Mr. Sol Werdiger, ©Hamodia

Mr. Joon continued, “There are four areas which stood out and impressed my daughter. Every day at 1:30 p.m., no matter what was going on at the office, all the men including those from neighboring offices, retreated into a room to pray with sincerity and calm. Every Friday the office shuts down early in the afternoon in preparation for your holy Sabbath and is closed on the Sabbath – this includes all workers no matter which faith or religion they maintain. My daughter observed that each petitioner for charity – and there were many – were treated with respect and left with a check in hand. Lastly, my daughter was treated with the utmost respect and dignity.”

Because of the amazing experience and lessons the company taught his daughter, Mr. Joon took out his checkbook and was ready to write a check returning all his daughter’s earnings. Mr. Werdiger wouldn’t hear from it. “Your daughter worked and earned her salary and rightfully deserves her pay, I will not accept any remuneration.”

Then the Ambassador relayed the most amazing thing. “As you know, I have voting privileges at the UN. Because of my renewed appreciation of the Jewish people, I abstained from voting on resolutions against Israel on three occasions. At one resolution I was the ninth vote needed to pass the motion and resolution against Israel and because I abstained, it did not pass!”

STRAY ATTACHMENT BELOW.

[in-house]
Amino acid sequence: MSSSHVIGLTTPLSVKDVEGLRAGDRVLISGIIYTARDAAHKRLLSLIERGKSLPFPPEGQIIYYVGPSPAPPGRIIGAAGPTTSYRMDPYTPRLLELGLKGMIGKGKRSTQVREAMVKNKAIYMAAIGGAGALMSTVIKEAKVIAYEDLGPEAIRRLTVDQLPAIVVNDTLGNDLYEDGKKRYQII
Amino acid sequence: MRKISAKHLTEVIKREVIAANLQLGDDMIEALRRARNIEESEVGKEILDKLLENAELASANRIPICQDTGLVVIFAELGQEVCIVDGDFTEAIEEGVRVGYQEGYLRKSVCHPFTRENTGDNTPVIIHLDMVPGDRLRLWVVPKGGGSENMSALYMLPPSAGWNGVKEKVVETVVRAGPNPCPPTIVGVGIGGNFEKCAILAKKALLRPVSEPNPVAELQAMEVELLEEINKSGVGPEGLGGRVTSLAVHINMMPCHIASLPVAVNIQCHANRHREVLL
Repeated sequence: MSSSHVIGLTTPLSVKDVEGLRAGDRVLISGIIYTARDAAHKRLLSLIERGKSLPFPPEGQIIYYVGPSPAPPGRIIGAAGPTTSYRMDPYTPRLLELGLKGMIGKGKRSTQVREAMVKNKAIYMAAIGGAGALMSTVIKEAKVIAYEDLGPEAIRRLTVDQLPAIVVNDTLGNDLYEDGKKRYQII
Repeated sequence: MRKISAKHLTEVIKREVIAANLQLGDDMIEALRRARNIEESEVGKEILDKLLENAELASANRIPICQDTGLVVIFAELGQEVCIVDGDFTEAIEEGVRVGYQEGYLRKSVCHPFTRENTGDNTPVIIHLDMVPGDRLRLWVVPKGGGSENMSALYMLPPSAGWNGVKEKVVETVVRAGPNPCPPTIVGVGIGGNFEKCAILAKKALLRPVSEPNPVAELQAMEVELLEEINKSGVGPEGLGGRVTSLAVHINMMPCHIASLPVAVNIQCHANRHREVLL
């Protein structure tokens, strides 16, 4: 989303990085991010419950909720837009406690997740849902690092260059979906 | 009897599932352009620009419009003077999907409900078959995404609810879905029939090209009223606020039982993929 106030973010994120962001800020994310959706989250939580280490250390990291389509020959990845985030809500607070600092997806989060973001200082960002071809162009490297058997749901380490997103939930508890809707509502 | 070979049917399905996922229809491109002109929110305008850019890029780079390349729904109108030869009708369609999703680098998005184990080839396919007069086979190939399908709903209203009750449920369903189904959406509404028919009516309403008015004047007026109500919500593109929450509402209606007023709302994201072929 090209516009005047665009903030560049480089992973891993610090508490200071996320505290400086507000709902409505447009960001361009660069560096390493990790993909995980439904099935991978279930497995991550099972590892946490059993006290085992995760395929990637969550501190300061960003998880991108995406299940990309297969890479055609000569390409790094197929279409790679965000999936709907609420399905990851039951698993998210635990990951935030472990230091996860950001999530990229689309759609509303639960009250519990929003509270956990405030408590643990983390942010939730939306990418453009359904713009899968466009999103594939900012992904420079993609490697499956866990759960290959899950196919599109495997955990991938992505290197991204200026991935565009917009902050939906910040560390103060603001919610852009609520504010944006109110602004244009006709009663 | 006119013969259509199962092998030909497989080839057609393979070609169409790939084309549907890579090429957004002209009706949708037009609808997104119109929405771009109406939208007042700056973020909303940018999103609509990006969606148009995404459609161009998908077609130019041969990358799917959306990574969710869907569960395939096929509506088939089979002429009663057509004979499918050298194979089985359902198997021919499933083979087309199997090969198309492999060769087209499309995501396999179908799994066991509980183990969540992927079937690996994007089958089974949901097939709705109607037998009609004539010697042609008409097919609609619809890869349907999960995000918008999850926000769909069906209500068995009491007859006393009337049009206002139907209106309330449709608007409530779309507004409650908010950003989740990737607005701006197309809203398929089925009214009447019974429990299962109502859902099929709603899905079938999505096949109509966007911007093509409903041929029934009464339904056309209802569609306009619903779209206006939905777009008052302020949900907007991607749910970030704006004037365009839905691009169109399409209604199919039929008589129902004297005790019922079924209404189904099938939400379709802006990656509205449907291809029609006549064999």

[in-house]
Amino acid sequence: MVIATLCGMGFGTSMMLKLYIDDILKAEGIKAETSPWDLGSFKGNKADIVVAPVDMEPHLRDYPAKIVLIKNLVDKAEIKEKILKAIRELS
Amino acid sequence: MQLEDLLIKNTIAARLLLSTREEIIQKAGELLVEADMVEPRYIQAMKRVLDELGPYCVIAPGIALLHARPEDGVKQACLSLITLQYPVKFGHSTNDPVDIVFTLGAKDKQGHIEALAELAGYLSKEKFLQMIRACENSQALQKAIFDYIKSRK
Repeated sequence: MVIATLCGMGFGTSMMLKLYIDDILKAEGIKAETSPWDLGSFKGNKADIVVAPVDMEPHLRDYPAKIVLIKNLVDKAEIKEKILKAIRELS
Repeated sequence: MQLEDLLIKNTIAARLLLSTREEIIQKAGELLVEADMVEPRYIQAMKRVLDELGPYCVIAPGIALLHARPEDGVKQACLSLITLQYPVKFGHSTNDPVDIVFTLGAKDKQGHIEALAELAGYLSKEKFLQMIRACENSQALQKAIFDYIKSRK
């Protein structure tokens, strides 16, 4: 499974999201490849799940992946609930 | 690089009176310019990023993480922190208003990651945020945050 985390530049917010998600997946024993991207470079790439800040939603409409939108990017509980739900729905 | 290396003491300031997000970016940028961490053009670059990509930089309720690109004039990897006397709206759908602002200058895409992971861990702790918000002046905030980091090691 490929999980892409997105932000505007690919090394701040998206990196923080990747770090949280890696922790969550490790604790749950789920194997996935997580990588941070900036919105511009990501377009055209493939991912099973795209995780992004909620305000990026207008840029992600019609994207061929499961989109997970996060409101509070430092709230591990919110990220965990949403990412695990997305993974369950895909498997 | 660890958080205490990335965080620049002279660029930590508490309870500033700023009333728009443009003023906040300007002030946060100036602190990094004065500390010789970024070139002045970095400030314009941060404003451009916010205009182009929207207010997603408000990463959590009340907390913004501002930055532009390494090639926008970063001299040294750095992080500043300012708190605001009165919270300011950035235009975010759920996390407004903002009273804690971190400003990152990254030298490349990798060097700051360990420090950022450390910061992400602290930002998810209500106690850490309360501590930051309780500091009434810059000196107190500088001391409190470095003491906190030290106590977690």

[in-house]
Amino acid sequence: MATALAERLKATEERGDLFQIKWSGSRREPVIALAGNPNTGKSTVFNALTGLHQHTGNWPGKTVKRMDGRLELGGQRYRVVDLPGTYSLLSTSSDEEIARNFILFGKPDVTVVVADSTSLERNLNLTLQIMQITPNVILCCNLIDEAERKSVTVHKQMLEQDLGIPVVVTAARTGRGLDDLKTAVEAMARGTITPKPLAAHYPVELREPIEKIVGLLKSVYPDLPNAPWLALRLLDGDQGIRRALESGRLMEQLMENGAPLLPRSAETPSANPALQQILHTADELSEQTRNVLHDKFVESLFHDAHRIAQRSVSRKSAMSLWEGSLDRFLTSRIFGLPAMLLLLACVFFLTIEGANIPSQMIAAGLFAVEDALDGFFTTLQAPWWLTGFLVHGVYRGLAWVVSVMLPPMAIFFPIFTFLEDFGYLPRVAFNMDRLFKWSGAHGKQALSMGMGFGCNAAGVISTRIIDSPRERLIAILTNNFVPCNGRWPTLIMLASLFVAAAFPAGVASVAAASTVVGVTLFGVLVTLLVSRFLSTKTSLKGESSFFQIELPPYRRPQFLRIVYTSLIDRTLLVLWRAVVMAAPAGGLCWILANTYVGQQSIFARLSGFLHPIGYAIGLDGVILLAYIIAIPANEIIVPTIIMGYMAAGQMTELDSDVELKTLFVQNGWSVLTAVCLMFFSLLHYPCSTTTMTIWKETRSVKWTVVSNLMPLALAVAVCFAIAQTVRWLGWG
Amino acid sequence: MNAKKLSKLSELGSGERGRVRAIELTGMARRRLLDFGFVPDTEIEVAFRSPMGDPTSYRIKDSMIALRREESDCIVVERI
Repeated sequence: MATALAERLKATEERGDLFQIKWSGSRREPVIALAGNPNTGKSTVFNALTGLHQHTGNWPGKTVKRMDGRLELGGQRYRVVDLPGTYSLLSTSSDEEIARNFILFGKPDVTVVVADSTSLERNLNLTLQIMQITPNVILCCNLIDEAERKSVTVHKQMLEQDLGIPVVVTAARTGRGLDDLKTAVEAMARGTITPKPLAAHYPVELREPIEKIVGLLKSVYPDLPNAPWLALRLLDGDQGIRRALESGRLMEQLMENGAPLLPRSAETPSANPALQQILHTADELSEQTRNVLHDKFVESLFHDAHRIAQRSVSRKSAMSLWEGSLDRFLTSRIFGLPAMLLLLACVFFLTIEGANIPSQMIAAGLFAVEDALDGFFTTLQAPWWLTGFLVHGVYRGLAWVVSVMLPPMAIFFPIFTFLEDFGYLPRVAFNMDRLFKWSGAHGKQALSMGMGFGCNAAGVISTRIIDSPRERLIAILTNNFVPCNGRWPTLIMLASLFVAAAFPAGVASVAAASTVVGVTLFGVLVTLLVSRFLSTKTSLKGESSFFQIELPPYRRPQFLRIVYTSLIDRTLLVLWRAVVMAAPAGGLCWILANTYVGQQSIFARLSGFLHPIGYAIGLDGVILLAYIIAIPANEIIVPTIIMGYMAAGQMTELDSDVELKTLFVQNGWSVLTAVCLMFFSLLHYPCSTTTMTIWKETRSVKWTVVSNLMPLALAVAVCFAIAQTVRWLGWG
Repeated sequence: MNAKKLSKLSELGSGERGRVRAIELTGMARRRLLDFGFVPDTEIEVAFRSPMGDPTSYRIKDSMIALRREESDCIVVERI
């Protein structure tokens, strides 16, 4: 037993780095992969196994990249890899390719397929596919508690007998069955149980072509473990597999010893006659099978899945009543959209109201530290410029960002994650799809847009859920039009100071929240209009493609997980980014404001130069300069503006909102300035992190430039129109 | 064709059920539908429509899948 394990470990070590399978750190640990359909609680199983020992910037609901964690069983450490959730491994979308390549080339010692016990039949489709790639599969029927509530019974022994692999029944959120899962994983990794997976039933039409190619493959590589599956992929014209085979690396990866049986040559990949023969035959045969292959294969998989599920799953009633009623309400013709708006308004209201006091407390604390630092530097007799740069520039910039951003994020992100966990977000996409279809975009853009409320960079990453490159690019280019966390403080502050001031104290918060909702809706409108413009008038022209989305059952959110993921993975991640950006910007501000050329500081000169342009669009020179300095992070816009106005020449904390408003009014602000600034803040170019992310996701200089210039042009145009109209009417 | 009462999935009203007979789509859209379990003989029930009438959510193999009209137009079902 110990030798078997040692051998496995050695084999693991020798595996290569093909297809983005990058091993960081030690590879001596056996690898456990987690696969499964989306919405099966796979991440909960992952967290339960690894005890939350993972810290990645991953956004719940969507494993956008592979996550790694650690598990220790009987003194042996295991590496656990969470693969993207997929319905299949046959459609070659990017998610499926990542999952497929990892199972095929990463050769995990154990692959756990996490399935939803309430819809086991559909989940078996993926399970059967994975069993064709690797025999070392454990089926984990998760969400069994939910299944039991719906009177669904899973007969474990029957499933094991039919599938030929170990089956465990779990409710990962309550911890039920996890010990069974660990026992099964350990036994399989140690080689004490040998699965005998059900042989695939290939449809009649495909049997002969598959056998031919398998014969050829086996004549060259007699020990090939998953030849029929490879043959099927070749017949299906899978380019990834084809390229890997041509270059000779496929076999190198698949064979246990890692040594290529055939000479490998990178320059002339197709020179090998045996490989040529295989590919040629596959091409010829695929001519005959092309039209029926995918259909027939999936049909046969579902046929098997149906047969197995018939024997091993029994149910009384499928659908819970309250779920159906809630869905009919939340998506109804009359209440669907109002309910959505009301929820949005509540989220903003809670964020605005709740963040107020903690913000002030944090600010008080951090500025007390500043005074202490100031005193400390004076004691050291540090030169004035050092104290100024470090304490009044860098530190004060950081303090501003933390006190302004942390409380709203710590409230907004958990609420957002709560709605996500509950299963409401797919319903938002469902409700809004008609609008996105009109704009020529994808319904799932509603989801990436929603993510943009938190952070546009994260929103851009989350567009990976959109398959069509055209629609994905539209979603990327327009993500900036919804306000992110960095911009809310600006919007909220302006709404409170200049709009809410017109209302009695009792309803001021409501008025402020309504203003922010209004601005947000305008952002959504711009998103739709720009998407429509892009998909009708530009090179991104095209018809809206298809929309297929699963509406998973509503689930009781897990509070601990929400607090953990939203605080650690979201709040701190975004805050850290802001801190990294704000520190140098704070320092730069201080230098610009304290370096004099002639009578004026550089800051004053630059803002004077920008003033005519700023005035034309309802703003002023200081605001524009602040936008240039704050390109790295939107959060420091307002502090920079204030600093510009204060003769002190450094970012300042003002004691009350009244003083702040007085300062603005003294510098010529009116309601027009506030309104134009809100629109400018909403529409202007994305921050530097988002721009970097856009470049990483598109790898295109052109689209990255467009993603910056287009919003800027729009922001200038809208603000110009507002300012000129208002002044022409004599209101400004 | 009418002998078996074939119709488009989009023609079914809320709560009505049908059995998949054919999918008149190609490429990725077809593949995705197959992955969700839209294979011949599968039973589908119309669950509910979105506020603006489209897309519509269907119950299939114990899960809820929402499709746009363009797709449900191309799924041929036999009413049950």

“Stories like this shouldn’t be the exception,” Marc Firestone tells me. “They should be the norm.” To this end, Firestone partnered with his two sons-in-law, Rabbi Benyamin Moss and Dovid Herzka and launched a grassroots effort they call “Project Light” that produces educational materials to illustrate how Kiddush Hashem can be applied to every aspect of life – even how one drives in traffic.

FRONT SIDE OF A PROJECT LIGHT “KIDDUSH HASHEM” CARD DISTRIBUTED IN SUMMER 2017

Even if some of the ways one makes a Kiddush Hashem seem mundane and trivial, it is crucial to remember the wisdom of Major General Louis H. Wilson who once said, “True genius lies not in doing the extraordinary things, but in doing the ordinary things extraordinarily well.”